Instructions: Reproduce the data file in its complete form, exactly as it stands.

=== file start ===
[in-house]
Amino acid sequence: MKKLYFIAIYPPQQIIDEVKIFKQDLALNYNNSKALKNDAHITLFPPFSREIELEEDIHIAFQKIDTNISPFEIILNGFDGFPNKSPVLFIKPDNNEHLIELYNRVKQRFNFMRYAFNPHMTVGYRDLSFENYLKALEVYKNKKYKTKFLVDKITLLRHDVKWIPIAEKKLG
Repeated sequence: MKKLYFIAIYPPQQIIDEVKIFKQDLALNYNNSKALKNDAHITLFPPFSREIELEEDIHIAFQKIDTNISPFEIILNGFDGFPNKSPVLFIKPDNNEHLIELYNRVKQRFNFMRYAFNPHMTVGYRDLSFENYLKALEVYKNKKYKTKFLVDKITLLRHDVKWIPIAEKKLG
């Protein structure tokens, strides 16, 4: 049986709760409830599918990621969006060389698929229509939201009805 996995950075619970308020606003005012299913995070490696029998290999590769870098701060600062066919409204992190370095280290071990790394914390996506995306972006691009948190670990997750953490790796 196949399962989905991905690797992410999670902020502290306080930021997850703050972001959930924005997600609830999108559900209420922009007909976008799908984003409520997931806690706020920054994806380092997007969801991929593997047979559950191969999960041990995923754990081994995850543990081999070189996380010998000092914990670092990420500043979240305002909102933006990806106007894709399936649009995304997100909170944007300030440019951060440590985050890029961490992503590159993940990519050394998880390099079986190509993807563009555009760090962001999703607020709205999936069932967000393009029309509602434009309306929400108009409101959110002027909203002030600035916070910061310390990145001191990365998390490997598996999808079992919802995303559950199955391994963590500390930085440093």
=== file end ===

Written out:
[in-house]
Amino acid sequence: MKKLYFIAIYPPQQIIDEVKIFKQDLALNYNNSKALKNDAHITLFPPFSREIELEEDIHIAFQKIDTNISPFEIILNGFDGFPNKSPVLFIKPDNNEHLIELYNRVKQRFNFMRYAFNPHMTVGYRDLSFENYLKALEVYKNKKYKTKFLVDKITLLRHDVKWIPIAEKKLG
Repeated sequence: MKKLYFIAIYPPQQIIDEVKIFKQDLALNYNNSKALKNDAHITLFPPFSREIELEEDIHIAFQKIDTNISPFEIILNGFDGFPNKSPVLFIKPDNNEHLIELYNRVKQRFNFMRYAFNPHMTVGYRDLSFENYLKALEVYKNKKYKTKFLVDKITLLRHDVKWIPIAEKKLG
């Protein structure tokens, strides 16, 4: 049986709760409830599918990621969006060389698929229509939201009805 996995950075619970308020606003005012299913995070490696029998290999590769870098701060600062066919409204992190370095280290071990790394914390996506995306972006691009948190670990997750953490790796 196949399962989905991905690797992410999670902020502290306080930021997850703050972001959930924005997600609830999108559900209420922009007909976008799908984003409520997931806690706020920054994806380092997007969801991929593997047979559950191969999960041990995923754990081994995850543990081999070189996380010998000092914990670092990420500043979240305002909102933006990806106007894709399936649009995304997100909170944007300030440019951060440590985050890029961490992503590159993940990519050394998880390099079986190509993807563009555009760090962001999703607020709205999936069932967000393009029309509602434009309306929400108009409101959110002027909203002030600035916070910061310390990145001191990365998390490997598996999808079992919802995303559950199955391994963590500390930085440093």